I've come back and I am troubled by something that troubled me while I was writing the original notes for this post. The whole time I was there I was keeping part of myself disengaged so that I'd be able to write about it, and my experience was thus colored by a constant analysis of the hows and whys of the events. It comes out somewhat critical (I like the above imagery, but it distinctly suggests a "here's how it should have been done" tone to the post. I'm not going to change that in the rest of my post, but I want to be clear, in case I get distracted and fail to put enough focus on it, it was a good event run by skilled people.)

The music was a neat introduction to Take Back the Night, a rally and march that, as I understood it was to increase awareness of rape and violence, not exclusively as they are perpetrated upon women, but with a focus on that as a women's issue. (Clumsy wording and not quite true, but it stays.)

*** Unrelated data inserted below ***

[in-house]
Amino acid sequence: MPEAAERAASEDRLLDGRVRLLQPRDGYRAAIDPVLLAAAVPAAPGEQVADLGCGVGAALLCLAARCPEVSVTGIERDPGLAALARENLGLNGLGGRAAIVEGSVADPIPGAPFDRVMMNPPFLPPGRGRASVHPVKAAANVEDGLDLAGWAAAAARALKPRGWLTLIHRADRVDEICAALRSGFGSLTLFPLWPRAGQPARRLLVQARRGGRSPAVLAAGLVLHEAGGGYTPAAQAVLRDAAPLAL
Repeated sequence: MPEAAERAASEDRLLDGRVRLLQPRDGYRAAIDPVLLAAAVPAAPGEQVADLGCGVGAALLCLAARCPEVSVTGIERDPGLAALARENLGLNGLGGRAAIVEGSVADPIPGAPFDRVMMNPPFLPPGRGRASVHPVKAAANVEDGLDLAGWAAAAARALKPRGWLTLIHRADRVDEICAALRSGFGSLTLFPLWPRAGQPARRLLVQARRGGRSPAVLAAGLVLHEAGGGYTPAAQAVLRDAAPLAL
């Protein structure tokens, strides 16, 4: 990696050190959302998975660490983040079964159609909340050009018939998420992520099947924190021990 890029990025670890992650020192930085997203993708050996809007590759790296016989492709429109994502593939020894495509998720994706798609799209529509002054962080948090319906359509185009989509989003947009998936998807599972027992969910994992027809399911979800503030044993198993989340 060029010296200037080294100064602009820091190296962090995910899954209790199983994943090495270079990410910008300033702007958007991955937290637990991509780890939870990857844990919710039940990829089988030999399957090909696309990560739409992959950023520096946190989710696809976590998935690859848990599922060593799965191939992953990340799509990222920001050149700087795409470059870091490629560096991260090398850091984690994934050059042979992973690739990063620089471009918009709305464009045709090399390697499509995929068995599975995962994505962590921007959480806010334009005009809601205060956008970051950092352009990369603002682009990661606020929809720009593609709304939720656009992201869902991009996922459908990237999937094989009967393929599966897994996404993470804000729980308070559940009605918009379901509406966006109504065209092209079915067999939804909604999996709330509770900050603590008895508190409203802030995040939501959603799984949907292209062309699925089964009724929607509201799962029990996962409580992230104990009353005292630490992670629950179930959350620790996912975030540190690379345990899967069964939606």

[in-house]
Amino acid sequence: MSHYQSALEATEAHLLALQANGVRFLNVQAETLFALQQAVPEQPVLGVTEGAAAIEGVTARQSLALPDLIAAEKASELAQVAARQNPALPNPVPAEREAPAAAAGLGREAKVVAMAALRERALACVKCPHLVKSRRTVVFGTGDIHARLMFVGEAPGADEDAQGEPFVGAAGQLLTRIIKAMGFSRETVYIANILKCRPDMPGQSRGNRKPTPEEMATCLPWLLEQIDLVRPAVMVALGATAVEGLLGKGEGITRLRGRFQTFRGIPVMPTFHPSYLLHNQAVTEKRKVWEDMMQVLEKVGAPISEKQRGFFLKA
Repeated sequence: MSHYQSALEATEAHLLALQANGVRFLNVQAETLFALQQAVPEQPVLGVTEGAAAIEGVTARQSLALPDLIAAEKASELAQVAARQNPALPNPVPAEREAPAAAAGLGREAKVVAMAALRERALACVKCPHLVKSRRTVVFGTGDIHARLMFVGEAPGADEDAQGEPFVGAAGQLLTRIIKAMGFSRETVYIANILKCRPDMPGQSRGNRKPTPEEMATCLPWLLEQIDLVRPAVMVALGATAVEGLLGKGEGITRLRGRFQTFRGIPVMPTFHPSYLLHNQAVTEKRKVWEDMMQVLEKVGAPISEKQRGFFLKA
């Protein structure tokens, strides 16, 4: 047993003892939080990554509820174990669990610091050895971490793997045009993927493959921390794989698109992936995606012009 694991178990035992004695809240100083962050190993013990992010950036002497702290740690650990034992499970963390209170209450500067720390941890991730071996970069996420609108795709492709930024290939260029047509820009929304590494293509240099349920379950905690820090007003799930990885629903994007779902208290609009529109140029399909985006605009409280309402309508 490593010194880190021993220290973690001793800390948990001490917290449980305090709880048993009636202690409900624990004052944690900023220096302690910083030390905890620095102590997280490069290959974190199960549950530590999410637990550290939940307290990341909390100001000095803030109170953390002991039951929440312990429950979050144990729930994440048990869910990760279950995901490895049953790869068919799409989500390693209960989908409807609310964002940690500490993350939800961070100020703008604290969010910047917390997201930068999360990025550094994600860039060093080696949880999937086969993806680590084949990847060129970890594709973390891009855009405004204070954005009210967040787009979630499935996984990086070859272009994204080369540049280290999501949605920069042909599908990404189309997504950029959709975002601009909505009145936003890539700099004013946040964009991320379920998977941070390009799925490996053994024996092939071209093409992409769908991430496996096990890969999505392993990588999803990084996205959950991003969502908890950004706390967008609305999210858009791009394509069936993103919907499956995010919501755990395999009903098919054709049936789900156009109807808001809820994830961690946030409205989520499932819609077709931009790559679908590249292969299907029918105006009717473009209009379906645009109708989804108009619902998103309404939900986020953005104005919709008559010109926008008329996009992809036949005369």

Okay, the new dean of women's affairs or some similar meaning of the acronym (OWA) gave one speech. I've been listening to some really wonderful speekers recently who were also great speech writers or who had excellent speech writers. Almost everyone suffers in comparison to, say, Martin Luther King. I occasionally get West Wing syndrome, specifically, I sometimes thing "oh hey, I could be a speech writer and that would be fun." It was in full swing while I was listening to her. She had a really good speech, content wise, she just needed to polish it a little. She spoke about how the issue of rape had changed (possibly only perceptionally) from something that involved a stranger attacking a woman in the dark to something that is done mostly by people the victim knows. Take back the night elicits images of the attacker in the shadows while the reality now (and possibly always) is that most rape is acquaintance/friend/date/party rape and the most common weapon is alcohol. (I'm not sure that this shadow isn't deeper than the darkest alley in the darkest night in all the world, but I digress.)